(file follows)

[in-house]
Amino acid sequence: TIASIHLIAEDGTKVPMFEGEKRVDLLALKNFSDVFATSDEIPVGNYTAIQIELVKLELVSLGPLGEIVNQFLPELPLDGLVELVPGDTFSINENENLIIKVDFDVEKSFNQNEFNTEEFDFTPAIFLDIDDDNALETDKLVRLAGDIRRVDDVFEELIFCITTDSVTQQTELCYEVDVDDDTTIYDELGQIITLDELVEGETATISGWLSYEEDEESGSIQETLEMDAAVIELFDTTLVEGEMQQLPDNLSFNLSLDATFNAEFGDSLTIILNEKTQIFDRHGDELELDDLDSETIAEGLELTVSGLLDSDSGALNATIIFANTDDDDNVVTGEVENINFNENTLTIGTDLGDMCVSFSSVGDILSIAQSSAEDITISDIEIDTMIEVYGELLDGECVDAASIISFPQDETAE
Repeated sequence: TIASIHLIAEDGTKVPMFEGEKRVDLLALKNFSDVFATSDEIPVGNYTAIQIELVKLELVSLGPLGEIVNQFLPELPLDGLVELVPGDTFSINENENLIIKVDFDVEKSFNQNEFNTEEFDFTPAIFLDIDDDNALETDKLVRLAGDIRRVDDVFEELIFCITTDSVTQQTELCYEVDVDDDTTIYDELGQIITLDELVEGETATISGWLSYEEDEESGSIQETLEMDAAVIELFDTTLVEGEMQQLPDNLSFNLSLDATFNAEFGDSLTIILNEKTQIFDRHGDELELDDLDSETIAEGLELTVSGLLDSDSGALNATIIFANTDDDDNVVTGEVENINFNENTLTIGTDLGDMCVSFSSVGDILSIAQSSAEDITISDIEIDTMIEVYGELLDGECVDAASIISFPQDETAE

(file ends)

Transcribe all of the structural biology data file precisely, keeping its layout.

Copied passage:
[in-house]
Amino acid sequence: TIASIHLIAEDGTKVPMFEGEKRVDLLALKNFSDVFATSDEIPVGNYTAIQIELVKLELVSLGPLGEIVNQFLPELPLDGLVELVPGDTFSINENENLIIKVDFDVEKSFNQNEFNTEEFDFTPAIFLDIDDDNALETDKLVRLAGDIRRVDDVFEELIFCITTDSVTQQTELCYEVDVDDDTTIYDELGQIITLDELVEGETATISGWLSYEEDEESGSIQETLEMDAAVIELFDTTLVEGEMQQLPDNLSFNLSLDATFNAEFGDSLTIILNEKTQIFDRHGDELELDDLDSETIAEGLELTVSGLLDSDSGALNATIIFANTDDDDNVVTGEVENINFNENTLTIGTDLGDMCVSFSSVGDILSIAQSSAEDITISDIEIDTMIEVYGELLDGECVDAASIISFPQDETAE
Repeated sequence: TIASIHLIAEDGTKVPMFEGEKRVDLLALKNFSDVFATSDEIPVGNYTAIQIELVKLELVSLGPLGEIVNQFLPELPLDGLVELVPGDTFSINENENLIIKVDFDVEKSFNQNEFNTEEFDFTPAIFLDIDDDNALETDKLVRLAGDIRRVDDVFEELIFCITTDSVTQQTELCYEVDVDDDTTIYDELGQIITLDELVEGETATISGWLSYEEDEESGSIQETLEMDAAVIELFDTTLVEGEMQQLPDNLSFNLSLDATFNAEFGDSLTIILNEKTQIFDRHGDELELDDLDSETIAEGLELTVSGLLDSDSGALNATIIFANTDDDDNVVTGEVENINFNENTLTIGTDLGDMCVSFSSVGDILSIAQSSAEDITISDIEIDTMIEVYGELLDGECVDAASIISFPQDETAE